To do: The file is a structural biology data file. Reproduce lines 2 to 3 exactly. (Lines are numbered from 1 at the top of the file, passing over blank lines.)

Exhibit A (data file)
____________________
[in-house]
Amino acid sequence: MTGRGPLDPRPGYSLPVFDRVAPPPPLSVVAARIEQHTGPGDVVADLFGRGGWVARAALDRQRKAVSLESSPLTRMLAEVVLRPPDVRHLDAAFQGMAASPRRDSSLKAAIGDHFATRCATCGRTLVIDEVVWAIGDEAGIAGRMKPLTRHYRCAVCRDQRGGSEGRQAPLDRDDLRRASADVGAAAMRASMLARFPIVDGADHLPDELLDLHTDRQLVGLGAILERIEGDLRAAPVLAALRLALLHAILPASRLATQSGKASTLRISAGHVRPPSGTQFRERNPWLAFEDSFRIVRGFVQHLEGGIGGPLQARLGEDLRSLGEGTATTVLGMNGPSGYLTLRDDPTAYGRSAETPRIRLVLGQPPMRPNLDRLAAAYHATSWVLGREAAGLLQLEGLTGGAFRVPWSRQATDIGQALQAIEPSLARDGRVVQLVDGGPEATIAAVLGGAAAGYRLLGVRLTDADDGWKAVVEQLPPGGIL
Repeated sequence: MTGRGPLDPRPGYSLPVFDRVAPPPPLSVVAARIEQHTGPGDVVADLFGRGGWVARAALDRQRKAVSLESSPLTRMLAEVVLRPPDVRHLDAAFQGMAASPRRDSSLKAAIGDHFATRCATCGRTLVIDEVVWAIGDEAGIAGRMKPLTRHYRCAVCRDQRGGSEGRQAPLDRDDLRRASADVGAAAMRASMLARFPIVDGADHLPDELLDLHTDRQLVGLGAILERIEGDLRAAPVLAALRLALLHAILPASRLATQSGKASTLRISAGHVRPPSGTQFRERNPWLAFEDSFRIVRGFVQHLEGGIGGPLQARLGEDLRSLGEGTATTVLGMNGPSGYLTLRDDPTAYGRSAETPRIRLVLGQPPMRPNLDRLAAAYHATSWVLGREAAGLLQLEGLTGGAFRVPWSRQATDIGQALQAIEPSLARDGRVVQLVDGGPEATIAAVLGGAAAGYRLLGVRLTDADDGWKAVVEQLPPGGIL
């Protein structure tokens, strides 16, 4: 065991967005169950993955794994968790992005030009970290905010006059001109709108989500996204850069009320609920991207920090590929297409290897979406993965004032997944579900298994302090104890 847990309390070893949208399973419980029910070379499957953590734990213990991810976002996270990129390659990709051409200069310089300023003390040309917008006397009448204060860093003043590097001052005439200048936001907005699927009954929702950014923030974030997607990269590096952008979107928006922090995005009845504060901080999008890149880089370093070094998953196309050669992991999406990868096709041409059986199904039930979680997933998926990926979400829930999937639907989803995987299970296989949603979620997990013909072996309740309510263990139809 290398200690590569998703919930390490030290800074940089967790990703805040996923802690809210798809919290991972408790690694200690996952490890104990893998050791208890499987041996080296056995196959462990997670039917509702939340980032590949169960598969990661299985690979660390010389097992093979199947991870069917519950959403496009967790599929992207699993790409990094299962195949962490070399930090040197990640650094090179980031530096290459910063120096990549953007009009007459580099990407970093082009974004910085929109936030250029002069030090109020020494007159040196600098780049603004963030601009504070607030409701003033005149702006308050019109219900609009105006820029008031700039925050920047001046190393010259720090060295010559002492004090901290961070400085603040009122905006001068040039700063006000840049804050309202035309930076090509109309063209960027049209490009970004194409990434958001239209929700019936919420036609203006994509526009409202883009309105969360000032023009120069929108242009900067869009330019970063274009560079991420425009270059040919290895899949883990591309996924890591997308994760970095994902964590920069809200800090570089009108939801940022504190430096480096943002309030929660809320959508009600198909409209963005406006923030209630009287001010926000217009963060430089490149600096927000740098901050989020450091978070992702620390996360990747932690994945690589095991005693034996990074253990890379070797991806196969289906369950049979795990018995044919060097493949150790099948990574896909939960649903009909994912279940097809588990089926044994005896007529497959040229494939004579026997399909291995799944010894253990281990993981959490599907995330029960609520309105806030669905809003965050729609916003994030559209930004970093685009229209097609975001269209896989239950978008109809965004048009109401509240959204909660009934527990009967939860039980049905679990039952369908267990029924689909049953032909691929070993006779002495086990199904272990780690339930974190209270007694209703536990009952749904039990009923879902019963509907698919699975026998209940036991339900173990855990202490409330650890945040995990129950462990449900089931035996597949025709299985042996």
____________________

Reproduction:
Amino acid sequence: MTGRGPLDPRPGYSLPVFDRVAPPPPLSVVAARIEQHTGPGDVVADLFGRGGWVARAALDRQRKAVSLESSPLTRMLAEVVLRPPDVRHLDAAFQGMAASPRRDSSLKAAIGDHFATRCATCGRTLVIDEVVWAIGDEAGIAGRMKPLTRHYRCAVCRDQRGGSEGRQAPLDRDDLRRASADVGAAAMRASMLARFPIVDGADHLPDELLDLHTDRQLVGLGAILERIEGDLRAAPVLAALRLALLHAILPASRLATQSGKASTLRISAGHVRPPSGTQFRERNPWLAFEDSFRIVRGFVQHLEGGIGGPLQARLGEDLRSLGEGTATTVLGMNGPSGYLTLRDDPTAYGRSAETPRIRLVLGQPPMRPNLDRLAAAYHATSWVLGREAAGLLQLEGLTGGAFRVPWSRQATDIGQALQAIEPSLARDGRVVQLVDGGPEATIAAVLGGAAAGYRLLGVRLTDADDGWKAVVEQLPPGGIL
Repeated sequence: MTGRGPLDPRPGYSLPVFDRVAPPPPLSVVAARIEQHTGPGDVVADLFGRGGWVARAALDRQRKAVSLESSPLTRMLAEVVLRPPDVRHLDAAFQGMAASPRRDSSLKAAIGDHFATRCATCGRTLVIDEVVWAIGDEAGIAGRMKPLTRHYRCAVCRDQRGGSEGRQAPLDRDDLRRASADVGAAAMRASMLARFPIVDGADHLPDELLDLHTDRQLVGLGAILERIEGDLRAAPVLAALRLALLHAILPASRLATQSGKASTLRISAGHVRPPSGTQFRERNPWLAFEDSFRIVRGFVQHLEGGIGGPLQARLGEDLRSLGEGTATTVLGMNGPSGYLTLRDDPTAYGRSAETPRIRLVLGQPPMRPNLDRLAAAYHATSWVLGREAAGLLQLEGLTGGAFRVPWSRQATDIGQALQAIEPSLARDGRVVQLVDGGPEATIAAVLGGAAAGYRLLGVRLTDADDGWKAVVEQLPPGGIL